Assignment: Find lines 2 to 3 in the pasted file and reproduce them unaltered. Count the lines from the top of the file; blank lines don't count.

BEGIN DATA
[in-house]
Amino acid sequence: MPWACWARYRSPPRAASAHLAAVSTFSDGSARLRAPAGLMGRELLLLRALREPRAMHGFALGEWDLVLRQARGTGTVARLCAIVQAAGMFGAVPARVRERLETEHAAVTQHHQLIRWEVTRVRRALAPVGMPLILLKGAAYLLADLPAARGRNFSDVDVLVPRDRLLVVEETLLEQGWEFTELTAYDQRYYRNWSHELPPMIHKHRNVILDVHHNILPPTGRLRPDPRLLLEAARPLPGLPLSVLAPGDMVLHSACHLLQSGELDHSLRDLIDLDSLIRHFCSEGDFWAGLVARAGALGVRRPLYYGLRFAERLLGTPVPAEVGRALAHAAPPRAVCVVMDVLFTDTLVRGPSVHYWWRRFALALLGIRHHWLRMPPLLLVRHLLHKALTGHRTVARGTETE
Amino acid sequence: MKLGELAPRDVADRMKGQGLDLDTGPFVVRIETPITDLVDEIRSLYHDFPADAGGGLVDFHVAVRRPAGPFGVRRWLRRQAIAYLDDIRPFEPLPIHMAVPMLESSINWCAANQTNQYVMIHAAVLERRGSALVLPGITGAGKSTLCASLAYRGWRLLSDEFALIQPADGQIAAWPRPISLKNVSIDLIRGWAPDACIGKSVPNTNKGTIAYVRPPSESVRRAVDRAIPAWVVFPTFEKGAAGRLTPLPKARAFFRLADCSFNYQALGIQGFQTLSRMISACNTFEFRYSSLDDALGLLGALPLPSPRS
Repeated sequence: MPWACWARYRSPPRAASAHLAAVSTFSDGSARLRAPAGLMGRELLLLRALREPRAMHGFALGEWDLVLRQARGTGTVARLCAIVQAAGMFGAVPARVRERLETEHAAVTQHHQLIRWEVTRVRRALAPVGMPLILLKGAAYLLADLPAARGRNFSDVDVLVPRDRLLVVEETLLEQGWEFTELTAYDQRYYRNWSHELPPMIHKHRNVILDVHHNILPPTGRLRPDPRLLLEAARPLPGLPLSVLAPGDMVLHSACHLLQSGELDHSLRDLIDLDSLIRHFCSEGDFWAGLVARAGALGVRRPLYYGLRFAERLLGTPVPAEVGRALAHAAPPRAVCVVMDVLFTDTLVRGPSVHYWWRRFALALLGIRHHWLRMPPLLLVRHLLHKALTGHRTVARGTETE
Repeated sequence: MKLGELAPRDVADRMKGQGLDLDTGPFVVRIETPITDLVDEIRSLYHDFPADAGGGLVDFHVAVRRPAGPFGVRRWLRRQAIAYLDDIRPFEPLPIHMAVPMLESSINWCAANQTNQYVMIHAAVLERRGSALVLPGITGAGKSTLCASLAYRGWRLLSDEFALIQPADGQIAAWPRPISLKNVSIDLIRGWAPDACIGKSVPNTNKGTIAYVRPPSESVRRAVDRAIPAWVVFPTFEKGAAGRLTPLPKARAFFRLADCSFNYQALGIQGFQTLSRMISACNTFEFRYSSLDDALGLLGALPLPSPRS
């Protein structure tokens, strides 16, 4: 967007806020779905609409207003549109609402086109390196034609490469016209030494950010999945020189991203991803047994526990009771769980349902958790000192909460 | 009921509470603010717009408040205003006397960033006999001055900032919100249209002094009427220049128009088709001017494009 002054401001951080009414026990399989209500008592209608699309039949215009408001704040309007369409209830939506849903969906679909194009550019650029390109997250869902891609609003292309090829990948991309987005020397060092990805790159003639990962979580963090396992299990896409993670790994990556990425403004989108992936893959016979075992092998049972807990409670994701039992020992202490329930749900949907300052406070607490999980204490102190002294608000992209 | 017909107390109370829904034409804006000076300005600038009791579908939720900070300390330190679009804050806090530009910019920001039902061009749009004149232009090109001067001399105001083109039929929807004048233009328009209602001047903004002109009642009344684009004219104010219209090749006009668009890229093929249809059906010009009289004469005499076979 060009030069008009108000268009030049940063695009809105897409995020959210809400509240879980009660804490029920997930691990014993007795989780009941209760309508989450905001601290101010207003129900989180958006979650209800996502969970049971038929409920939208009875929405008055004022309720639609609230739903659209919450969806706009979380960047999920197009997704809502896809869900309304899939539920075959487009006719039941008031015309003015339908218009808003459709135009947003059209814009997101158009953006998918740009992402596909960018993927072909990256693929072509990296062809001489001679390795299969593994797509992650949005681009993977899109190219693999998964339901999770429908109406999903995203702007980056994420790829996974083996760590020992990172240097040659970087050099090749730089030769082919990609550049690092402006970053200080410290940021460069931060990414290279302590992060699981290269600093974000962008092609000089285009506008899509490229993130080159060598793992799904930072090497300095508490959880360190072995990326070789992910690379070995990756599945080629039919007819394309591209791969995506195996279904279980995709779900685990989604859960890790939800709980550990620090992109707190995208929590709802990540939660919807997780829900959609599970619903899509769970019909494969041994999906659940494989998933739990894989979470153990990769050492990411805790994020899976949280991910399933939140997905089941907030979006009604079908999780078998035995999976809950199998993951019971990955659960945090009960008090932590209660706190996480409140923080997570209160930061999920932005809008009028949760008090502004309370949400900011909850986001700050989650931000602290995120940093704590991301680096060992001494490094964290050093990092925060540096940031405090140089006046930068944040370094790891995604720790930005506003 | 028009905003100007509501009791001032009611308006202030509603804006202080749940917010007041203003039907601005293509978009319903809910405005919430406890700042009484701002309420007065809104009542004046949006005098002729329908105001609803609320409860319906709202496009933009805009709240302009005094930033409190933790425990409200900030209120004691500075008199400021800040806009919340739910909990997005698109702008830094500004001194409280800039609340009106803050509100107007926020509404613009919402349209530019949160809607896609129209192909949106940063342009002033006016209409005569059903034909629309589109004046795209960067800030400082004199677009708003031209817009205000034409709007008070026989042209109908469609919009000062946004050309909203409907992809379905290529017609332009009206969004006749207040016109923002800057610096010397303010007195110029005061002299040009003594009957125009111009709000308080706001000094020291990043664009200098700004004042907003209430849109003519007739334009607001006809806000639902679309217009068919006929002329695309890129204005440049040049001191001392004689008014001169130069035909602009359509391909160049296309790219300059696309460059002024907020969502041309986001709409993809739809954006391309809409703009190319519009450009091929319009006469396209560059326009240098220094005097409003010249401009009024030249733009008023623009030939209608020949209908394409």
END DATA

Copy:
Amino acid sequence: MPWACWARYRSPPRAASAHLAAVSTFSDGSARLRAPAGLMGRELLLLRALREPRAMHGFALGEWDLVLRQARGTGTVARLCAIVQAAGMFGAVPARVRERLETEHAAVTQHHQLIRWEVTRVRRALAPVGMPLILLKGAAYLLADLPAARGRNFSDVDVLVPRDRLLVVEETLLEQGWEFTELTAYDQRYYRNWSHELPPMIHKHRNVILDVHHNILPPTGRLRPDPRLLLEAARPLPGLPLSVLAPGDMVLHSACHLLQSGELDHSLRDLIDLDSLIRHFCSEGDFWAGLVARAGALGVRRPLYYGLRFAERLLGTPVPAEVGRALAHAAPPRAVCVVMDVLFTDTLVRGPSVHYWWRRFALALLGIRHHWLRMPPLLLVRHLLHKALTGHRTVARGTETE
Amino acid sequence: MKLGELAPRDVADRMKGQGLDLDTGPFVVRIETPITDLVDEIRSLYHDFPADAGGGLVDFHVAVRRPAGPFGVRRWLRRQAIAYLDDIRPFEPLPIHMAVPMLESSINWCAANQTNQYVMIHAAVLERRGSALVLPGITGAGKSTLCASLAYRGWRLLSDEFALIQPADGQIAAWPRPISLKNVSIDLIRGWAPDACIGKSVPNTNKGTIAYVRPPSESVRRAVDRAIPAWVVFPTFEKGAAGRLTPLPKARAFFRLADCSFNYQALGIQGFQTLSRMISACNTFEFRYSSLDDALGLLGALPLPSPRS